FFF: Five Uses for a Tennis Ball

I used to play tennis almost everyday.

Now it’s just my hubby who plays. IOW, we have lots of tennis balls. lol

I am also an advocate on not spending all the $$ on all the gadgets. (I don’t even own a foam roller.)

So that’s my topic for today: Five Running-Related Uses for a Tennis Ball

Disclaimer: I have not taken any myofascial release therapy courses nor do I have any medical background. My knowledge comes from tips from my PT, from my chiropractor and from websites and blogs.

1.To Relieve Tightness in Your Fascia

I don’t have PF but I do suffer from a multitude of foot issues.

All you need to do is place the tennis ball on the ground and step on top of it. Roll it along the length of the bottom of your foot. Apply as much weight as you can on any tight spots.

2. To Stretch Out Calf Muscles

Mine get tight because I sit at a desk all day long and I just have tight calf muscles (in my right leg.)

Place the tennis ball on some books and then put one calf on top of the ball. Start with the ball at the bottom part of the meat of your calf. You can cross the other leg on top to help apply more pressure if you need it. Then rock slightly side-to-side a couple of times and then move the ball to another spot on your calf, working over the entire meaty part of the muscle right up to below the back of your knee.

3.  To Dig Out Those Peroneals

The Peroneals are the muscles down the outside of your lower legs. Place a tennis ball on the ground in front of you and then bend your knee and place the side of your lower leg on top of the tennis ball. Start with the ball below and outside your knee. Press down on your lower leg with your hand to apply more pressure so that the tennis ball digs in. Then move your leg so that you make small circles on top of the ball. Work your way down the length of the side of your lower leg.

4.  To Loosen Your Hamstrings

To do this, you need to sit on the tennis ball while sitting on a chair.  Take the tennis ball and place it at the top of your hamstring right under the bottom of your butt and then rock side to side on the tennis ball and roll it from your inner thigh out toward the outside of your leg. Work your way down your hamstring toward your knee.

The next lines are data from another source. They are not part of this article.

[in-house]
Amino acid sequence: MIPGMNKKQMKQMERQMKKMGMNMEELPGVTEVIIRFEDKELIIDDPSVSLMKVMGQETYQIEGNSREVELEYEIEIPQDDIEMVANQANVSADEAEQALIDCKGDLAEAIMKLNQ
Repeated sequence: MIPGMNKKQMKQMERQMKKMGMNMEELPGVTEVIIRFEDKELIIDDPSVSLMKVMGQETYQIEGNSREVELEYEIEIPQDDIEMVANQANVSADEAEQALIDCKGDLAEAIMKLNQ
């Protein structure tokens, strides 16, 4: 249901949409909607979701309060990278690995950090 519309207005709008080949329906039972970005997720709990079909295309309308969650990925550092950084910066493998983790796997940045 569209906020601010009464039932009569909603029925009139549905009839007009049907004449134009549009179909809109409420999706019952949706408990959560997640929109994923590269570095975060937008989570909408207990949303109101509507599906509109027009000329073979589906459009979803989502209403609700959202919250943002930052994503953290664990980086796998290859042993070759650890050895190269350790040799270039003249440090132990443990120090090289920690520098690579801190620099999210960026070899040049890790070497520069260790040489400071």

5. To Release Muscles Along the Spine and Lower Back

This is a big problem area for me. I think again it is caused by sitting too much (job-related)

The best tool to roll out your back is the peanut, which can easily be made by using some duck tape and two tennis balls (or put two tennis balls in a sock and tie the end as I did above.)

You need to lay on the ground with the peanut starting above your glutes. (One ball should be on each side of your spine.) Tuck your knees into your chest and then relax your feet back down to the ground. Touch your feet back down and crunch your lower body again, bringing your knees into your chest. Hold and release. Repeat that lower body knee tuck a few times then move the balls up higher, making your way all the way up your back along your spine.

Happy Running! Do you use any of these techniques? Any others to share?  Any free tools to suggest? Please share.


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32 thoughts on “FFF: Five Uses for a Tennis Ball

  1. Great tips! I have used a tennis ball for these things. We have plenty and it’s not because we play tennis. Our dog is obsessed with tennis balls, lol. They are all over the house!

    Liked by 1 person

    • I laughed when my chiro asked if I had any tennis balls to massage my calf. Then my Pt showed how to use it for my neuroma.

      Why spend money???


  2. Obviously I use a lot of those techniques, and many more. I personally prefer a foam roller for my back. I would also suggest using your peanut on the wall for your back — for me, I find on the floor with that doesn’t get into the areas very easily, but you can use it on the wall & pretend you’re a bear, LOL! That works better for me. I do do that for shoulders & upper back often.

    Liked by 1 person

    • I know. I miss it.

      But you have to join a club and pay expensive membership fees. When I got this job, I traveled a lot so I couldn’t justify the $$.

      Now working from home, I could have joined but then they were closed and then the contracts were full. If we never travel (which is doubtful) I will play again. I wish I had the timeline for that.

      Liked by 1 person

    • I’m glad that everyone has reminded me about the lacrosse ball. I’m sure there’s one in my basement. I’ve seen some lacrosse sticks.


  3. Thanks for the great tennis ball tips. I think you are right – you don’t always need all the expensive gadgets. When my piriformis hurt, I would put a tennis ball or a lacrosse ball under the cheek that hurt while driving in the car or riding in a plane. It took some of the pressure off the injured spot and made long rides much less painful.


    • I’m glad to hear that these are helpful. There are a lot of gadgets out there but sometimes you can do what you need without spending any $$.


  4. I think I’ve used a tennis ball (or lax ball) in all these ways too, but I mostly use it for my feet. I have a few other gadgets that work well for me on other areas. But the tennis ball is great and really does have alot of uses!


  5. I can see why you don’t have a foam roller- you don’t really need one if you use a tennis ball like this! I do have a foam roller but a ball is better for certain areas. I need to pay more attention to my peroneals- i’m going to roll them tonight (except I use a lacrosse ball- pretty much the same thing.)

    Liked by 1 person

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